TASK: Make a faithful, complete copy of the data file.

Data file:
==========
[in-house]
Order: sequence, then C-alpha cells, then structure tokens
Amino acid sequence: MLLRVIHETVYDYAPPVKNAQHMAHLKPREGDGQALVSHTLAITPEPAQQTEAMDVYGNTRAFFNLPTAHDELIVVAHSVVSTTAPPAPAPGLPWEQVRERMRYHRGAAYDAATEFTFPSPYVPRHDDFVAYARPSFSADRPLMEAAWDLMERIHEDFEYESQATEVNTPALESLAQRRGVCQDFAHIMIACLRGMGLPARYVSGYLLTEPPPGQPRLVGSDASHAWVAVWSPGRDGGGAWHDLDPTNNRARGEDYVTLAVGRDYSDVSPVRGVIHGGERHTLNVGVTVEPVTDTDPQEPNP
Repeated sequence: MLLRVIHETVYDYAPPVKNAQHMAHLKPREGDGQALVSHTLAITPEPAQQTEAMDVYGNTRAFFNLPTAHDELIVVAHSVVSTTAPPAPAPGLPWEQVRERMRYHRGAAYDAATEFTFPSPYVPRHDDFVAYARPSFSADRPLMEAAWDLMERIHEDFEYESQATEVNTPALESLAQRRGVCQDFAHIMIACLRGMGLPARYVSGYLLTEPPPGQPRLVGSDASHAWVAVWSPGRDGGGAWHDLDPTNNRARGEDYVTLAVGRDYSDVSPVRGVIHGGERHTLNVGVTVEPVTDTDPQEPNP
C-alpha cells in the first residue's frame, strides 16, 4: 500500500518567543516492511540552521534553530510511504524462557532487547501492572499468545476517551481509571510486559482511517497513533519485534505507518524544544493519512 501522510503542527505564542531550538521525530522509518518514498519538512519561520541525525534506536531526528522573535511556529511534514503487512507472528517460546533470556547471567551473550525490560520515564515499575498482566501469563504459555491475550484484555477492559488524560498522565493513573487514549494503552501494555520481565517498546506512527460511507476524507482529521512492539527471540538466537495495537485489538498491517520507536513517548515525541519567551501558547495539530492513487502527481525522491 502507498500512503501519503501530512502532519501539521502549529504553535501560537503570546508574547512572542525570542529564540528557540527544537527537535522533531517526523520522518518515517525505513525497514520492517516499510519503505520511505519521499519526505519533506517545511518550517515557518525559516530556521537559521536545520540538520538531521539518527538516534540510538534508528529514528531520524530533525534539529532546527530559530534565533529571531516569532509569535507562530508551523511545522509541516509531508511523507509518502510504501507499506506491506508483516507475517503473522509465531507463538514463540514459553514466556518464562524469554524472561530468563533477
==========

[in-house]
Order: sequence, then C-alpha cells, then structure tokens
Amino acid sequence: MLLRVIHETVYDYAPPVKNAQHMAHLKPREGDGQALVSHTLAITPEPAQQTEAMDVYGNTRAFFNLPTAHDELIVVAHSVVSTTAPPAPAPGLPWEQVRERMRYHRGAAYDAATEFTFPSPYVPRHDDFVAYARPSFSADRPLMEAAWDLMERIHEDFEYESQATEVNTPALESLAQRRGVCQDFAHIMIACLRGMGLPARYVSGYLLTEPPPGQPRLVGSDASHAWVAVWSPGRDGGGAWHDLDPTNNRARGEDYVTLAVGRDYSDVSPVRGVIHGGERHTLNVGVTVEPVTDTDPQEPNP
Repeated sequence: MLLRVIHETVYDYAPPVKNAQHMAHLKPREGDGQALVSHTLAITPEPAQQTEAMDVYGNTRAFFNLPTAHDELIVVAHSVVSTTAPPAPAPGLPWEQVRERMRYHRGAAYDAATEFTFPSPYVPRHDDFVAYARPSFSADRPLMEAAWDLMERIHEDFEYESQATEVNTPALESLAQRRGVCQDFAHIMIACLRGMGLPARYVSGYLLTEPPPGQPRLVGSDASHAWVAVWSPGRDGGGAWHDLDPTNNRARGEDYVTLAVGRDYSDVSPVRGVIHGGERHTLNVGVTVEPVTDTDPQEPNP
C-alpha cells in the first residue's frame, strides 16, 4: 500500500518567543516492511540552521534553530510511504524462557532487547501492572499468545476517551481509571510486559482511517497513533519485534505507518524544544493519512 501522510503542527505564542531550538521525530522509518518514498519538512519561520541525525534506536531526528522573535511556529511534514503487512507472528517460546533470556547471567551473550525490560520515564515499575498482566501469563504459555491475550484484555477492559488524560498522565493513573487514549494503552501494555520481565517498546506512527460511507476524507482529521512492539527471540538466537495495537485489538498491517520507536513517548515525541519567551501558547495539530492513487502527481525522491 502507498500512503501519503501530512502532519501539521502549529504553535501560537503570546508574547512572542525570542529564540528557540527544537527537535522533531517526523520522518518515517525505513525497514520492517516499510519503505520511505519521499519526505519533506517545511518550517515557518525559516530556521537559521536545520540538520538531521539518527538516534540510538534508528529514528531520524530533525534539529532546527530559530534565533529571531516569532509569535507562530508551523511545522509541516509531508511523507509518502510504501507499506506491506508483516507475517503473522509465531507463538514463540514459553514466556518464562524469554524472561530468563533477